time

It was at that point that I gave up trying to leave the place.…”

 

by laine perry

 

 

She jerked her left shoulder a little throwing her arm into a half circle. It was the dramatic effect of her uneasy resignation to failure.  She grabbed at my hand again- pressing my fingers against the glass- rolling them one by one and checking her machine. The numbers were not good. She looked at me with unnatural disdain as she began the process again- this time to get a read on me for future use. By the time she was on her sixty-third roll she did a half body turn away from me.  My hand still obliged to lay on that glass uncooperative- I began to wonder how she had come by this position. She was wildly tattooed and skinny like an addict who no longer deliberates between food and drink. Had she come in the way I had, by mistake?

 

“Let me do the work.” She said, as she turned back toward me.

 

She could have been a boxer the way she kept retreating to her corner and on some noiseless bell came at me again with her useless paws.

 

I was uncomfortable watching her.

 

My shoulders wet at the curve and the moisture ran down both my back and chest. She called out to a young man dressed in a uniform more formal than her own. He proceeded toward us. She wasn’t getting anywhere with me. The young man looked at her screen and shook his head. He looked at my cooperative hand. I did not choose an expression. Still, the woman was determined to see one on me. She jerked my hand again- offering it to the young man as if it was hers to get rid of.  He took my hand and pressed and rolled consulting the screen for the proper numbers.  Some time went by with a couple of memorable expressions on his part. His last look was one of amusement. He looked at me to determine whether I might exist at all.

 

It was at that point that I gave up trying to leave the place.

 

“What’s the problem?” I asked.

 

She rolled up my sleeve as if the fabric itself might be a real impediment.

 

“Still nothing!” she complained, after giving it several furtive tries.

 

“Look at these numbers Jim.”

 

Jim came off of his sub sandwich long enough to agree. They had nothing on me.

 

Jim lifted his big shoulders and let go of them. They settled back onto his frame.

The woman watched Jim fail her. She let go of my hand. “Come with me,” she said.

I walked behind her down a long hallway. A door opened on the left. “Go in.” she said.

The door shut behind me. A dozen women focused their dull curiosity on me.

 

“What are you in for?” they asked one by one. “DUI?” I shook my head. “I’ll take your food if you don’t want it,” a heavy woman said. “Why wouldn’t I want it?” I asked. “When you’re new, you don’t eat.” “I’ll let you know.” I said. “Choose a bed,” another woman said. I moved to an upper bunk and climbed on top of it. “You don’t have to sleep up there. Most people want a bottom bunk.” “I’ll stick with this.” I told her. She was fluffing her unruly hair and pretending to read a faceless novel. “You like to read?” she asked. “Yes.” I said. “I like it better than talking.” “I have some books here if you want one.” I pulled one from between the wall and her mattress. It looked good. It was a collection of short stories written by artists who had been incarcerated. It took me about two hours to finish the whole thing. I asked her for a piece of paper and began drawing on it immediately.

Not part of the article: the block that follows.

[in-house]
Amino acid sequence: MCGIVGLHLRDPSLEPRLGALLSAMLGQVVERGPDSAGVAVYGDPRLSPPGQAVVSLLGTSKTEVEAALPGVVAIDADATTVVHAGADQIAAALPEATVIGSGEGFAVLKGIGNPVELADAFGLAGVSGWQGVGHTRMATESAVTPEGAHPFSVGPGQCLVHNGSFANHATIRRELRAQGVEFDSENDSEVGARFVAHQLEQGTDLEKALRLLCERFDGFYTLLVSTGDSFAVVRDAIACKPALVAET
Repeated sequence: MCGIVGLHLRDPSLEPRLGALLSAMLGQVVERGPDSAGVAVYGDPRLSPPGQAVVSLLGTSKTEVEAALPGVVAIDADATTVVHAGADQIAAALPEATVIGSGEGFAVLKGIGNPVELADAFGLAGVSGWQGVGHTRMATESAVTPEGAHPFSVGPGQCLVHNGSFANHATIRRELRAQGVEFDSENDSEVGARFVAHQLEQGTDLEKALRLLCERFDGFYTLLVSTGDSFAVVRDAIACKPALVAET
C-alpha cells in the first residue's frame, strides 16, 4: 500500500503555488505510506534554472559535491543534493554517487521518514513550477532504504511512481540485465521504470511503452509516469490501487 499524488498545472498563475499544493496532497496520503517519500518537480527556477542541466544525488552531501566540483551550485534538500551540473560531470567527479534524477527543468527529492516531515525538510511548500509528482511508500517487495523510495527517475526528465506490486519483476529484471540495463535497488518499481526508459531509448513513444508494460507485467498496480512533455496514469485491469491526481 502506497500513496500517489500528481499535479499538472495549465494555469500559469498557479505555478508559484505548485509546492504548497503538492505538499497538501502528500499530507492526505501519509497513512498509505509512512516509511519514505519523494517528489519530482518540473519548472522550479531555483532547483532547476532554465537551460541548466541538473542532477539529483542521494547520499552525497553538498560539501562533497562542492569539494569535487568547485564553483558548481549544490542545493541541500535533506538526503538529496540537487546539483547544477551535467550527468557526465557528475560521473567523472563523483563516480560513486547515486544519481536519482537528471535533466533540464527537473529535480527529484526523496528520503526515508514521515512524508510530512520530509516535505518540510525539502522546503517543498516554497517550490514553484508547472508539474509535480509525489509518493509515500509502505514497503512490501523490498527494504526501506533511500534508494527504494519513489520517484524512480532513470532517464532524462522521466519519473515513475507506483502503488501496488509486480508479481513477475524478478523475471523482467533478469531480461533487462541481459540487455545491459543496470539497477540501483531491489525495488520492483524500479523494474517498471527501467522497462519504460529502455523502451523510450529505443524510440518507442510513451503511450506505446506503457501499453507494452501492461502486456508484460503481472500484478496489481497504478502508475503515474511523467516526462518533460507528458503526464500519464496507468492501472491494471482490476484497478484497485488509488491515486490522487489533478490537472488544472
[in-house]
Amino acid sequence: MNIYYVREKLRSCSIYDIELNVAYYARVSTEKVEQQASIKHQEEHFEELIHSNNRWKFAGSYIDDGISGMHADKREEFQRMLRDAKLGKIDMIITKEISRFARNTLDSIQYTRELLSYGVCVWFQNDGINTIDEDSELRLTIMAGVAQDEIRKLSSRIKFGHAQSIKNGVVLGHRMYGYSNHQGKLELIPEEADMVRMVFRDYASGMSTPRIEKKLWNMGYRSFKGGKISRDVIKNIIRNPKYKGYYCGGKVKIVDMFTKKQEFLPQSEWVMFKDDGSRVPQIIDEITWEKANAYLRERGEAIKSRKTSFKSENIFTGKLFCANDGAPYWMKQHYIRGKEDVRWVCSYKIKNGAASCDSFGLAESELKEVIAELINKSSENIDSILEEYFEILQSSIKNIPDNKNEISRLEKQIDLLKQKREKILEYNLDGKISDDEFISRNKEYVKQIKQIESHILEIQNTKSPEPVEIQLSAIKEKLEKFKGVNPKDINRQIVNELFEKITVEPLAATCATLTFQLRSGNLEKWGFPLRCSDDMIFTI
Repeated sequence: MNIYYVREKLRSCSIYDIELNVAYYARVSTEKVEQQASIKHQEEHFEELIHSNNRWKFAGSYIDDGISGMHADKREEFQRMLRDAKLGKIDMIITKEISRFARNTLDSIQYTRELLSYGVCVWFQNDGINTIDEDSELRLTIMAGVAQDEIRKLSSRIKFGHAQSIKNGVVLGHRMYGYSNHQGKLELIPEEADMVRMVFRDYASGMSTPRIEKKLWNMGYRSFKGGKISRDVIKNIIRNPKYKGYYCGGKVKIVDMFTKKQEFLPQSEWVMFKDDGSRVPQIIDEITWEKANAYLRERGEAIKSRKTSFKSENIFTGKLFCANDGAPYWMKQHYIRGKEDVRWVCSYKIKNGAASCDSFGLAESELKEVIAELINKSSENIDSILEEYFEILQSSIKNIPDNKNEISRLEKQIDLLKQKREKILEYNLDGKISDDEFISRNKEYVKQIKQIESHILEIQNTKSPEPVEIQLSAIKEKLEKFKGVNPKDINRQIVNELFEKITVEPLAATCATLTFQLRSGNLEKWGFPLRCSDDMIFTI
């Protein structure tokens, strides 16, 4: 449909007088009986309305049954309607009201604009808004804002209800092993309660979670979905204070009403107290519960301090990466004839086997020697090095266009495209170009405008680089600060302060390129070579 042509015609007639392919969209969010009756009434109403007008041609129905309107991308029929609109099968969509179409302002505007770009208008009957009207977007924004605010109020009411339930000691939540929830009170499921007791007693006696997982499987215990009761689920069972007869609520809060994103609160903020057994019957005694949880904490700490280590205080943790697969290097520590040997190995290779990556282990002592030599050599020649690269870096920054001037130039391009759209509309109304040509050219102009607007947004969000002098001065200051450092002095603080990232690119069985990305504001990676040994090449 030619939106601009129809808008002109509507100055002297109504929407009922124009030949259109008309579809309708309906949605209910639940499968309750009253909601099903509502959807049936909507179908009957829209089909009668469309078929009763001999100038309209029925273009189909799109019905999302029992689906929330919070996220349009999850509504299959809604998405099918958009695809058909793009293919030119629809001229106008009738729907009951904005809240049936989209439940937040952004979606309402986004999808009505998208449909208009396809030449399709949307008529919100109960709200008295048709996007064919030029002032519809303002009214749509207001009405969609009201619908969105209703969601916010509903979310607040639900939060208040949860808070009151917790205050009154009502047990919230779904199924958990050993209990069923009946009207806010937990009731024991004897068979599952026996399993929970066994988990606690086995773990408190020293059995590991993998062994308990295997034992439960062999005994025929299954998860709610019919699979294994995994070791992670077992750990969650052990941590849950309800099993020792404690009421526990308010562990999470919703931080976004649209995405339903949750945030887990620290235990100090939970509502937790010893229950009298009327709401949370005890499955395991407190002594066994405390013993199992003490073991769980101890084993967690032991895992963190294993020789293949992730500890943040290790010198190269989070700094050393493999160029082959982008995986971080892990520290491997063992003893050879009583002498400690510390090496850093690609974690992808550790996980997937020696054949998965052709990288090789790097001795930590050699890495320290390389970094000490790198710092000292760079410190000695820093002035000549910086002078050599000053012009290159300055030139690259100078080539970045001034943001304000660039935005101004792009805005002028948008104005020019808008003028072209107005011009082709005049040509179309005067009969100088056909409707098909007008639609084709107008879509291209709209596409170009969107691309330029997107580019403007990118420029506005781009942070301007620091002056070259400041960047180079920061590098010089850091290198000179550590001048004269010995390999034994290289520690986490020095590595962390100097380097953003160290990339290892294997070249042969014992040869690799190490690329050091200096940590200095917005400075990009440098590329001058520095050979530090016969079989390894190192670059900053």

Unnoticed by me the entire room of prisoners had formed a line near the door. I wasn’t hungry. I joined the line anyway. I still had my drawing in my hand.

 

A very beautiful young girl was in front of me. She asked me if I was an artist. I asked her if she would stay here long. She started to cry. She had a baby at home. The line started to move. She took her tray and sat down at a table by herself. No one was angry.

 

We were all just sad. “Do you have kids?” she asked. “No,” I never found the right man for that. “Really?” she asked. “No,” I just didn’t trust the way things work. I don’t agree with the way the world works- the way people do things- the things people value. I just knew that would make it hard on any children I would have. I didn’t want to end up on Ruby Ridge, if you know what I mean.”

 

The same woman who had offered to off load any food I didn’t want was sitting with us. “I’m eating it.” “Okay,” she said, “But if you have anything left, can I have it?” I told her I would give her whatever I had left. She got up and sat at another table. I looked at the clock again. That’s how new I was.

 

After dinner I climbed back up in my bunk. I pulled a blanket over my head not wanting to wait for the lights to shut down. I started to think about the way my fingerprints would not be read. I thought about the real reason I was in jail. I thought about the way my father had stopped going to visit my Grandmother, as if it was nothing. I don’t remember breaking his computer. I just remember wanting to know why the most beautiful woman in the world didn’t matter anymore.

 

 

Originally published:
Issue Seventy-Eight
September 2018

 

(illustration: john richen)


Laine Perry grew up on the road with her mom, making music and telling stories. Many more Smokebox stories from Laine Perry can be found here.

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